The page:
In a number of industries, large firms have created the concept of a “blockbuster”. The blockbuster is the big “make or break” product or service that creates such a bow-wave of profits that it sustains all the other development projects. You are familiar with blockbusters if you take medications like Lipitor, which is one of the most profitable drugs ever created. Unfortunately for its manufacturer, Lipitor’s patent will run out shortly, and there don’t appear to be too many new blockbusters in the hopper. For years the pharmaceutical industry has focused on finding and protecting the next blockbuster, while placing less emphasis on drugs that solve problems but don’t drive as much revenue. This strategy, which drove up pharmaceutical stock prices in the 80s and 90s, is beginning to look a bit thin, as the costs and risks associated with developing a “blockbuster” and the increasing difficulty of identifying molecules or compounds that have the potential to be blockbusters is growing smaller day by day.
Hollywood does blockbusters as well. They bet the farm on big, action-packed movies that release in the summer, and near Christmas. A good gate from a big film means lots of revenue and profits. Miss on your big blockbuster and your year is sunk. Increasingly, it is becoming more and more difficult for “big” blockbuster movies to make money, as the costs rise and consumers turn to other forms of entertainment.
Hollywood and the pharmaceutical industry have become servants to a creature they created. At one time, new blockbuster drugs or big summer movies seemed easy, so rather than create a lot of moderately successful drugs or movies, many of the firms placed one or two big bets. This made sense if the blockbuster was relatively easy to define and achieve, but now the investment in a new movie or a new drug is so large, and the risks so great, that few firms will do anything outside a proven formula. However, those proven formulas are beginning to unravel. What will Hollywood do if small, independent film producers can go STY – Straight to Youtube? How will large pharmaceutical firms sustain themselves as it gets harder and harder to generate the big blockbuster drug?
Increasingly the old formulas don’t seem to be working anymore, and we may see the need for a big shift in the business model of these industries and others that have grown lazy, and have become more and more reliant on a few blockbusters to cover up a lot of mistakes. The “formulas” that they’ve followed have become ingrained as business models, and that’s perhaps the first thing that needs to change, otherwise we’re likely to have Rocky VIII or Star Wars prequels thrust upon us in years to come.
For films, the industry needs to realize that many people have in their homes projection systems and sound systems that rival what movie theaters can provide. Further, as the Blair Witch Project and other “small” movies have demonstrated, many good, profitable movies can be made for far less cost and far fewer special effects than most Hollywood productions. In fact, Hollywood is at risk of forgetting that movies are just a way of telling good stories. The studios risk losing the actors and the stories at the expense of computer animation. Perhaps it’s time to re-innovate the business model, and become an evaluator and distributor of excellent stories created by far more people, or return to finding stories and actors that matter. Hollywood needs to recognize as well that in today’s demanding attention culture, people have many other outlets for their attention. When I was a kid, we saw Star Wars (the first one) at least a dozen times in the theaters. Movies would remain in a theater for weeks. Now, most films are fortunate to remain in a first run theater for days. Again, Hollywood needs to adapt to that reality or change it. All of these impacts demand changes to the business model.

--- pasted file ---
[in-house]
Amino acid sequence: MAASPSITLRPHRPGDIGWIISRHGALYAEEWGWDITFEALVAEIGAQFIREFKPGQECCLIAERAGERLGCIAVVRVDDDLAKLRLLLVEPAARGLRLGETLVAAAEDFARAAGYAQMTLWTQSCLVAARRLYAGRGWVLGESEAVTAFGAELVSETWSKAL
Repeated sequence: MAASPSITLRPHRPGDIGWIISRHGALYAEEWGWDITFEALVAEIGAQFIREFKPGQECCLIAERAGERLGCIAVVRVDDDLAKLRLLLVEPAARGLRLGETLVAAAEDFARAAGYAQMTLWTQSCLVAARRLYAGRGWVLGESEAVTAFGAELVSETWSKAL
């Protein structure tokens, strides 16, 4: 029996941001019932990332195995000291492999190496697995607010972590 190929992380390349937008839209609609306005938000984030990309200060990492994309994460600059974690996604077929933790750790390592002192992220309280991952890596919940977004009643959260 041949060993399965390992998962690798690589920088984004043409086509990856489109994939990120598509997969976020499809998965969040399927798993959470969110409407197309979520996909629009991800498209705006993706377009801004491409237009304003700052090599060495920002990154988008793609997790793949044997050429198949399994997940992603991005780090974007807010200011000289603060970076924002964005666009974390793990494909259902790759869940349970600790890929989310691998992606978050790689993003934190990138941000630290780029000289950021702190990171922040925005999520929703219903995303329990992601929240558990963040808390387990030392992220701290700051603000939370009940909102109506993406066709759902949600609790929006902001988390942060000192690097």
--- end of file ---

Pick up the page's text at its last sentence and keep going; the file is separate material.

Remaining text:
Pharmaceutical firms are in worst shape, if that is possible. For too long they’ve grown addicted to the blockbuster drug, the treatment not the cure, which is expensive, can be protected by a patent, and serves a large base of customers. As the wealthy first world countries become more healthy and many of the large scale illnesses are addressed with medication, it becomes more and more difficult to find a blockbuster. Yes, there are large scale illnesses to be treated, but often in countries where the patients can’t afford medication. And yes, there are still acute illnesses to treat in relatively healthy countries, but often the population suffering the illness is small. Pharmaceutical firms are increasingly faced with a choice – continue to chase ever more elusive blockbusters or rework their business models to attack niches (as PA describes in the link above) or work to find less expensive ways of creating and testing drugs that serve the needs of larger but poorer populations. Even if market realities don’t begin to force this, government regulations and costs will force pharmaceutical firms to find new and less expensive ways to produce drugs, due to the rapidly rising costs of health care and the burden it places on government budgets, in the US, Europe and Japan.
There’s nothing wrong with a focus on the “blockbuster” product or service from an innovation point of view, but when the pursuit of blockbusters defines and limits your business model and the kinds of products and services you can innovate, then it’s time to innovate the business model.
Jeffrey Phillips is a senior leader at OVO Innovation. OVO works with large distributed organizations to build innovation teams, processes and capabilities. Jeffrey is the author of “Make us more Innovative”, and innovateonpurpose.blogspot.com.